Self-Editing #8: You’re Not Nora

   Posted by: Faith   in Rye Thoughts

Big surprise, huh? All right, let me explain.

You love your characters. You love them so much that you get deep into a scene, are writing a particularly emotional moment, and your heroine is aching from the rejection of the man she loves. We’re seeing things through her eyes, feeling her pain, when the hero says something devastating, and then… we read this line:

“Clutching the locket, Julie bit the inside of her lip and turned away from Bryce. He frowned, confused by her reaction.”

I’ve already told you that we’re in Julie’s POV. So, what’s wrong with this scene?

“Clutching the locket, Julie bit the inside of her lip and turned away from Bryce. He frowned, confused by her reaction.”

The words highlighted in red show where the scene slips—if briefly—into the hero’s point-of-view. That’s where the problem lies: Julie can’t see certain things or know certain things in her POV, so we shouldn’t either.

This is commonly known as head-hopping. Sounds painful, right?

And it can be, especially for your reader. Imagine trying to keep track of knowing everything about multiple characters and seeing everything through multiple pairs of eyes throughout an entire novel, without changing scenes!

Oh, wait…

I hear you. You’re shouting things like “Tolstoy!” and “Binchy!” and “Roberts!” and even “Tolkien!” at me.

The fact of the matter is… you’re not them. In fact, 20+ years ago, omniscient POV was the common, nay, preferred POV. It was typical for books to give POV moments to characters such as the dog or a horse, and yes, it could get confusing (though it adds an interesting dimension to the storytelling).

Today’s authors who use omniscient POV are established writers who’ve practiced and perfected this in their craft. It’s very difficult to do, and you’d be hard-pressed to find a publisher (let alone an agent) willing to take a chance to an omniscient POV novel.

Once you’re published and have proven you’re capable of it, omniscient POV may be within your grasp. However, readers these days prefer deep third person (or first person), and until the trend comes around again, it’s your best bet to stick with this.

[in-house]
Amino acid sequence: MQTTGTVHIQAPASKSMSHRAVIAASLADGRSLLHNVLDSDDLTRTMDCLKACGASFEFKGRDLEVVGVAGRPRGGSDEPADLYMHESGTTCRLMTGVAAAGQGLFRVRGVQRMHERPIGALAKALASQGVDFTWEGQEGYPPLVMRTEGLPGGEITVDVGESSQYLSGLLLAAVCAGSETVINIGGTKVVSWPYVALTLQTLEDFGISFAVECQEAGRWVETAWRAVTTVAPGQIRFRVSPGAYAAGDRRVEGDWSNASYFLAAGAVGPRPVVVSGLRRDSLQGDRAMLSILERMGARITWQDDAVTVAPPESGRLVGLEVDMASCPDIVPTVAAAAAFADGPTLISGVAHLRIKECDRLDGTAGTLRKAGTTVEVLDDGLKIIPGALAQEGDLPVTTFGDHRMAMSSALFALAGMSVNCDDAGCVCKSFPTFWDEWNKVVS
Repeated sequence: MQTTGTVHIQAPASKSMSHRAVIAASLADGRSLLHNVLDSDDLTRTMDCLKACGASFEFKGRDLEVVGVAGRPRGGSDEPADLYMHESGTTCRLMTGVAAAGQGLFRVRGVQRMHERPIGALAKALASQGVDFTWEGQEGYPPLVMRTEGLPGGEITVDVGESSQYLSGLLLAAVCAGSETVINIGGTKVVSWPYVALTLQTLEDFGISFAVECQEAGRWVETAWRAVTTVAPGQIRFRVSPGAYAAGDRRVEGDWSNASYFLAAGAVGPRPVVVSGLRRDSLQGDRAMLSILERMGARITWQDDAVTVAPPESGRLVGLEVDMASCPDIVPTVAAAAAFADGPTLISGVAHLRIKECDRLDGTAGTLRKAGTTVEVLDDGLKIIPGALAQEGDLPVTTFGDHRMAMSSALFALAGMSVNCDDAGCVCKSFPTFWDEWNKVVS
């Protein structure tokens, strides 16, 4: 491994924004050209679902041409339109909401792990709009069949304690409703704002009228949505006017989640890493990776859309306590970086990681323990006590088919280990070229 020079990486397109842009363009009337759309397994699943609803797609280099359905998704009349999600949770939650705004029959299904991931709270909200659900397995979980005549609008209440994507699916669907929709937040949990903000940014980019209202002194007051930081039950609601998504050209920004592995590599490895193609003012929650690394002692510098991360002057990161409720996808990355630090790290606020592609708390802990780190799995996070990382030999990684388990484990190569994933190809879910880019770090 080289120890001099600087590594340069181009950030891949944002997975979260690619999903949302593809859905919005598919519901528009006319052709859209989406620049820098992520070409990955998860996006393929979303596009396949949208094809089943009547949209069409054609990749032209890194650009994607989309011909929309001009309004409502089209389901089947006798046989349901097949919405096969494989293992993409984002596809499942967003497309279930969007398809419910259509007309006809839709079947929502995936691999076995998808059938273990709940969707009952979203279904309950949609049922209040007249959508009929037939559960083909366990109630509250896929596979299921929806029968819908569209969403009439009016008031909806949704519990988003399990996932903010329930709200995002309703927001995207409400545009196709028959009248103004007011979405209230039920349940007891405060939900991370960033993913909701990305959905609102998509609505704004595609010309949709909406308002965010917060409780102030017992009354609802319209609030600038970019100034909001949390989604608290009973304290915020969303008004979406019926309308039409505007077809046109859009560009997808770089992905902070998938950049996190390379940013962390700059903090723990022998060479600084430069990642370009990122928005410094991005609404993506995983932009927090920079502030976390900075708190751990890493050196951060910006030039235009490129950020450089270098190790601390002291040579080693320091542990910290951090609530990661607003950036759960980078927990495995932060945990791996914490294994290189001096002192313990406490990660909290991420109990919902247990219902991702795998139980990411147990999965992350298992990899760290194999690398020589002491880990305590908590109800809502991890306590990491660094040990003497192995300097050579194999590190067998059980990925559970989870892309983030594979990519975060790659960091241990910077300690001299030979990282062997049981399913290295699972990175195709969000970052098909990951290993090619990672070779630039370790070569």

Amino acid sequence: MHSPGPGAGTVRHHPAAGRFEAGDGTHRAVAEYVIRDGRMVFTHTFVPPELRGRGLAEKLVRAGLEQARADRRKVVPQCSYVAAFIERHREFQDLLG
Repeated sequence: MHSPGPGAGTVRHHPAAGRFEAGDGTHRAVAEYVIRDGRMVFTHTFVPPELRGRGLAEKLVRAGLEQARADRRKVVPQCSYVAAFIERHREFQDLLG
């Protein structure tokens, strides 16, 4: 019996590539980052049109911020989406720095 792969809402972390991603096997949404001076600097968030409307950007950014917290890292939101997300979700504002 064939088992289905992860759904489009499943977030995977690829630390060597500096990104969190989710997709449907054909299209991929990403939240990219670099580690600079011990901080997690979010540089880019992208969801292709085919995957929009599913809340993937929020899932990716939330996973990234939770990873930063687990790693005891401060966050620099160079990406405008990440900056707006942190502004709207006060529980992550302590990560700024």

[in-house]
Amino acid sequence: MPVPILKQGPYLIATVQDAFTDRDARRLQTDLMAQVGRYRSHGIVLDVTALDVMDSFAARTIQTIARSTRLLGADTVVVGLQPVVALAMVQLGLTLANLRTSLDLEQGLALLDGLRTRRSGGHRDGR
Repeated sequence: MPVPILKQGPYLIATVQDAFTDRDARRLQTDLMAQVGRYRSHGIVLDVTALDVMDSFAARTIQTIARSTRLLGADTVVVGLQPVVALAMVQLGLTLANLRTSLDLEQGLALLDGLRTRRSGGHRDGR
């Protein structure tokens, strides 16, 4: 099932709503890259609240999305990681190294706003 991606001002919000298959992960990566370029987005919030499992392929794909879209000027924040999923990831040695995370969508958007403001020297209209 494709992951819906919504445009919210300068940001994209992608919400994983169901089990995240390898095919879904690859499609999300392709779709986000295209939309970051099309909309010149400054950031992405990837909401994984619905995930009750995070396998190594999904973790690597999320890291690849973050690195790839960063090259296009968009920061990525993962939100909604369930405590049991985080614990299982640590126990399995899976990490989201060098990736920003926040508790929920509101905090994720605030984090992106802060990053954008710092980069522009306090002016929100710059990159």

To change POVs the right way, wait for a scene break, then switch. But only then!

So, get out that red pen, and remember: You’re not Nora. But someday, you could be! So for now, make sure your reader isn’t seeing or knowing anything that isn’t apparent to your main character.

Do you head-hop like a bunny on speed? Sometimes I do it without even noticing, but I find it only happens with novels. This is one of those things I tend to be hyper-aware of… how about you?

This entry was posted on Friday, September 10th, 2010 at 7:08 pm and is filed under Rye Thoughts. You can follow any responses to this entry through the RSS 2.0 feed. You can leave a response, or trackback from your own site.

6 comments so far


I prefer writing in 1st Person because of this reason. It makes it more difficult to accidently head hop. In 3rd person it’s easier to slip into another POV because the book is written from different POV’s. Don’t get me wrong, I still occassionally slip up. I hope that if I don’t catch it, my beta readers will.

September 10th, 2010 at 7:15 pm

I proudly say that my head-hopping is contained in actual scene breaks, so the reader is never confused.

September 10th, 2010 at 8:12 pm

Eek! This has come at the worst time. I’m a head hopper myself and am revising a manuscript that was requested. I keep coming across headhop scenes and wonder how I should handle them. Ack!
Great breakdown though, Faith. :-) Thanks!

September 11th, 2010 at 12:03 pm

This is actually one of my pet peeves when reading or proofreading. Love the post!

September 16th, 2010 at 9:42 pm

Can I mention an exception? Romance definitely still makes use of head hopping, usually from heroine to hero and vice versa.

BUT there are of course ways to carry it off without confusing the reader:
Signal the change in POV by taking a new paragraph.
Make the change clearly by starting the new POV section with that character’s name.
Don’t do it too often. I’ve seen good romance authors switch once mid-way through a scene, but then they’ll usually stay with the new POV character until the scene ends. Try and ‘head hop’ too often and it will get confusing…

October 1st, 2010 at 11:11 am

Adina, as far as I’m aware, only well-established romance authors are allowed to head-hop within the same scene. It’s not something that a publisher will traditionally ‘okay’, and definitely not for a new author. I don’t consider switching POV when you start a new scene head-hopping — there, the switch is clearly marked and the reader understands the POV has changed.

The ‘POV shift in a new paragraph, in a new scene’ only happens for established authors whose books already sell very well.

So as I said… for us newbies, it’s not a great habit to get into right now. But down the road, it’s a definite possibility! :)

October 1st, 2010 at 12:19 pm

2 Trackbacks/Pings

  1. Literary Coldcuts on Toasty Buns » Blog Archive » Self-Editing #10: Got Clones?    Sep 30 2010 / 12pm:

    [...] Self-Editing #8: You’re Not Nora [...]

  2. BlogJungle    Sep 30 2010 / 2pm:

    Get Your Writing Fighting Fit: Secrets of Self-Editing Revealed…

    I found your entry interesting and I’ve added a Trackback to it on my weblog :)

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